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see airplaneairplane,
or aircraft,
heavier-than-air vehicle, mechanically driven and fitted with fixed wings that support it in flight through the dynamic action of the air.
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The Columbia Electronic Encyclopedia™ Copyright © 2013, Columbia University Press. Licensed from Columbia University Press. All rights reserved. www.cc.columbia.edu/cu/cup/
The following article is from The Great Soviet Encyclopedia (1979). It might be outdated or ideologically biased.



aerodynamic surfaces of an aircraft that provide longitudinal and directional stability of the aircraft and control its flight. The control surfaces are usually located in the tail part of the fuselage, and less frequently in the nose part. The design of the empennage is similar to that of an aircraft wing; its total surface is 0.25–0.50 of the wing surface. The various types of empennage are distinguished by their front view, side view, and plan view (rectangular, tapered, elliptical, and, for highspeed aircraft, swept-back). The front part of the horizontal empennage, which carries the elevators, is called the stabilizer. The front part of the vertical empennage, which carries the rudder, is called the fin vertical stabilizer.

The elevator is moved by the pilot using the control stick (pulling the stick toward the pilot causes the aircraft to climb; pushing the stick away from the pilot causes the aircraft to descend). The rudder is operated by foot pedals (pressure on the right pedal makes the aircraft turn to the right; pressure on the left pedal results in a left turn). The angles of deflection of the elevator and rudder are usually ±25°–30°. To maintain proper longitudinal stability of the aircraft, the stabilizer is usually equipped with trim tabs, which can be operated by the pilot to adjust the angle of attack within a range of +5° to — 15°. The trimming mechanism is sometimes connected to the control stick, thus causing the stabilizer to operate together with the elevator. The elevator and rudder are often omitted entirely, and the horizontal and vertical empennage are of the all-moving type. In addition, transverse stability of the aircraft (normally provided by the ailerons) can be improved by connecting the right and left halves of the horizontal empennage with the aileron control, thus enabling the elevators to deflect in opposite directions (differential control). The same scheme is used in operating the rudders and the elevators of V-shaped empennage.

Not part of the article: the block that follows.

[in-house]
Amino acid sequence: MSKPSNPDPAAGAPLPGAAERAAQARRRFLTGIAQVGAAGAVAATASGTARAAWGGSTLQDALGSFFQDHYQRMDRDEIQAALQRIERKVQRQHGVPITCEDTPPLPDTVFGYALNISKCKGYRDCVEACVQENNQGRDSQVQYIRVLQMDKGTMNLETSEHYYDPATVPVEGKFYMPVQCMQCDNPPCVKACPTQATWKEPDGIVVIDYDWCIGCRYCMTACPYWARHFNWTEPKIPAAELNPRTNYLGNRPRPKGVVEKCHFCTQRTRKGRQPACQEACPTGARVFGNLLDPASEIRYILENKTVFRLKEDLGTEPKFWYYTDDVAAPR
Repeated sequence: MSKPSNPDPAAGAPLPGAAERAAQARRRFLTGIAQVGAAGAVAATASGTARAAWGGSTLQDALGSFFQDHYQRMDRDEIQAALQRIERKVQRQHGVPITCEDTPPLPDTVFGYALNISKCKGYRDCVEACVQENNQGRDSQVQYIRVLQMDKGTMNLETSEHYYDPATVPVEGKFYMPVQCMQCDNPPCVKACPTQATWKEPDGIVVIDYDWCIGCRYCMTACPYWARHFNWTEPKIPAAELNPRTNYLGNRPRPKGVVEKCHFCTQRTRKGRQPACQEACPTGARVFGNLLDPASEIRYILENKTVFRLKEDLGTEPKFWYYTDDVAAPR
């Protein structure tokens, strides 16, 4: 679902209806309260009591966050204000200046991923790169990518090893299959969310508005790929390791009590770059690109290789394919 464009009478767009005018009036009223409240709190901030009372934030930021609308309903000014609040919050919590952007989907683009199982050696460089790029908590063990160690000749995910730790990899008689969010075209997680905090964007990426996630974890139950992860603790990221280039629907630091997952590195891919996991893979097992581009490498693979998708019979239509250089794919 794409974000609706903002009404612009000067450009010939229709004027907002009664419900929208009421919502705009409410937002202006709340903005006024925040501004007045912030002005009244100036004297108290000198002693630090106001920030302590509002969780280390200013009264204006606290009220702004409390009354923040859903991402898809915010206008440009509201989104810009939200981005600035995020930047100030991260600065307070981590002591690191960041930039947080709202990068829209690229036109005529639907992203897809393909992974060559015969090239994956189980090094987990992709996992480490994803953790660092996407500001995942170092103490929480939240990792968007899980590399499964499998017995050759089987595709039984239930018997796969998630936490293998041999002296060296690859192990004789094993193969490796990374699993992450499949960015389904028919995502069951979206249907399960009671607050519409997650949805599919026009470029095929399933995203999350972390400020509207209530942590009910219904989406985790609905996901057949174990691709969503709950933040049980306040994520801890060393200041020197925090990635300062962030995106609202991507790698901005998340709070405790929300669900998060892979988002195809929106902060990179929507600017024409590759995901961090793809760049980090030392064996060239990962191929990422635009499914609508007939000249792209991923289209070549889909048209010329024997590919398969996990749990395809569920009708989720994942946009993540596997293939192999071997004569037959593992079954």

The Great Soviet Encyclopedia, 3rd Edition (1970-1979). © 2010 The Gale Group, Inc. All rights reserved.


(aerospace engineering)
The assembly at the rear of an aircraft; it comprises the horizontal and vertical stabilizers. Also known as tail assembly.
McGraw-Hill Dictionary of Scientific & Technical Terms, 6E, Copyright © 2003 by The McGraw-Hill Companies, Inc.


The rear portion, or complete tail unit, of an airplane. The empennage stabilizes the airplane in flight and causes it to rotate about its vertical and lateral axes.
An Illustrated Dictionary of Aviation Copyright © 2005 by The McGraw-Hill Companies, Inc. All rights reserved